Crises force governments and leaders to confront issues they do not face on a daily basis, such as deployment of the military, the use of lethal force or the restriction of civil liberties.
An effective response also requires inter-agency and intergovernmental coordination. The question of who is in charge typically arouses great passion.
Group dynamics become important.
Crisis teams work well when its members communicate and share, can rely on skilled decision-making support and multi-discipline analysts, display trust and are clear on who leads and who advises.
Here the country runs into problems.
Government created a decision-making body to manage the crisis - the National Coronavirus Command Council (NCCC), co-chaired by the president and Cooperative Governance and Traditional Affairs Minister Nkosazana Dlamini-Zuma.
It seemingly works closely with the National Disaster Management Centre (NDMC) - an elaborate structure under the leadership of Dlamini-Zuma and the National Joint Intelligence and Operational Structure (NatJoints), under the leadership of Defence Minister Nosiviwe Mapisa-Nqakula.
The National Institute for Communicable Diseases (NICD) advises government, presumably via Health Minister Zweli Mkhize, a key member of the NCCC.
So too does the chair of the 50-strong ministerial advisory committee on Covid-19, Professor Salim Abdool Karim.
The president also consults advisory councils and other individuals and structures. Apparently the recently-announced re-established National Security Council is not in play.
It is not difficult to conclude that the more elaborate the decision-making structures, and vague the core team's composition and mandate, the higher the chance for miscommunication, misalignment and contestation.
Evidence of messy decision-making is emerging and civil society is testing the constitutionality of aspects of this complex decision-making architecture.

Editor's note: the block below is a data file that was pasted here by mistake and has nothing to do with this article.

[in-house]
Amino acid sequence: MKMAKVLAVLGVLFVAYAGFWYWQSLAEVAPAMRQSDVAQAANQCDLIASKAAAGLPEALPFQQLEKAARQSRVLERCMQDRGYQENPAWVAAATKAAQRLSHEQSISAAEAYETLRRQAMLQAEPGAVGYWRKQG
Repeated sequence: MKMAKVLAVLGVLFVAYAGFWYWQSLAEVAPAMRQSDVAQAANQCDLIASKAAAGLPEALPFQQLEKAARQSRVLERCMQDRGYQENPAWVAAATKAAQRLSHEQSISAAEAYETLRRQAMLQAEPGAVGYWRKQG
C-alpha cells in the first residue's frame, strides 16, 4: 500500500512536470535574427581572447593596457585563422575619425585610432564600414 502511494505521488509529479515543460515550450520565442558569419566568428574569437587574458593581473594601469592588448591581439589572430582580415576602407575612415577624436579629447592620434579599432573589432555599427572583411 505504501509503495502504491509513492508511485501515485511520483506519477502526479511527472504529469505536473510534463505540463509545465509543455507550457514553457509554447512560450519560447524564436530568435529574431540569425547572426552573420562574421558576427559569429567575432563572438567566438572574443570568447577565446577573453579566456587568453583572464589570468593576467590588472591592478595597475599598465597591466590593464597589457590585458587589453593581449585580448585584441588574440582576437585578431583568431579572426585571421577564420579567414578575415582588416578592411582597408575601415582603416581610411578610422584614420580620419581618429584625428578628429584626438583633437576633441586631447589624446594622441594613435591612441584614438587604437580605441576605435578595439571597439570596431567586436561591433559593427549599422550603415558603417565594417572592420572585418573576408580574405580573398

Task Three: Meaning-making
A crisis generates a strong demand from citizens to know what is going on and to determine what they can do to protect their interests. Authorities cannot always provide correct information right away.
They struggle with the amount of raw data (reports, rumours, pictures) that quickly amass when something extraordinary happens. Turning them into a coherent picture of the situation is a major challenge by itself.
Getting it out to the public in the form of accurate, clear and actionable information requires a major communication effort. If they do not, or cannot, their decisions will not be understood or respected.
Here, the record is mixed.
President Ramaphosa's occasional (but not quite regular) high-level addresses to the nation is a necessary part of crisis decision-making. What follows is of concern.
Members of his Cabinet, who double up as members of the NCCC, regularly brief the nation on government's approach to the crisis.
Communication strategies are awkward, Cabinet members are combative and personal and one contradicted the president on a key issue.
Press briefings are not regularised and communication sometimes fail to inspire. Weak communication strategies result in a nation increasingly doubting and disrespecting the message.